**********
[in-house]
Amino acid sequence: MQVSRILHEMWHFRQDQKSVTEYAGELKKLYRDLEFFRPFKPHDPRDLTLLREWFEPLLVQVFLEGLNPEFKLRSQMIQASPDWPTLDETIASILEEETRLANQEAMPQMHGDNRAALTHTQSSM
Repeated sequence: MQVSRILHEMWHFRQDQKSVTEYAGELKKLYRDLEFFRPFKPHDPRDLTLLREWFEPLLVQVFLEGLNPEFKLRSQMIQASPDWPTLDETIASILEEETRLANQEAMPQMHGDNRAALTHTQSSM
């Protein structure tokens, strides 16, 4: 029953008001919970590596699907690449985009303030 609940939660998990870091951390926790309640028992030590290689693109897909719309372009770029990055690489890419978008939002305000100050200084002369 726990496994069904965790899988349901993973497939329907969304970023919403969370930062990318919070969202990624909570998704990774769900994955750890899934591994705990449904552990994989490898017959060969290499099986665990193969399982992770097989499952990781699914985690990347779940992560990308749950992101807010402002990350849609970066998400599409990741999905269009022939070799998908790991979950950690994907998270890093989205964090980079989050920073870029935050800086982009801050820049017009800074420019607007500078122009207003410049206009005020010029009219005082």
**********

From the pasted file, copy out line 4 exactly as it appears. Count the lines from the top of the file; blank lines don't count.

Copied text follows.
């Protein structure tokens, strides 16, 4: 029953008001919970590596699907690449985009303030 609940939660998990870091951390926790309640028992030590290689693109897909719309372009770029990055690489890419978008939002305000100050200084002369 726990496994069904965790899988349901993973497939329907969304970023919403969370930062990318919070969202990624909570998704990774769900994955750890899934591994705990449904552990994989490898017959060969290499099986665990193969399982992770097989499952990781699914985690990347779940992560990308749950992101807010402002990350849609970066998400599409990741999905269009022939070799998908790991979950950690994907998270890093989205964090980079989050920073870029935050800086982009801050820049017009800074420019607007500078122009207003410049206009005020010029009219005082």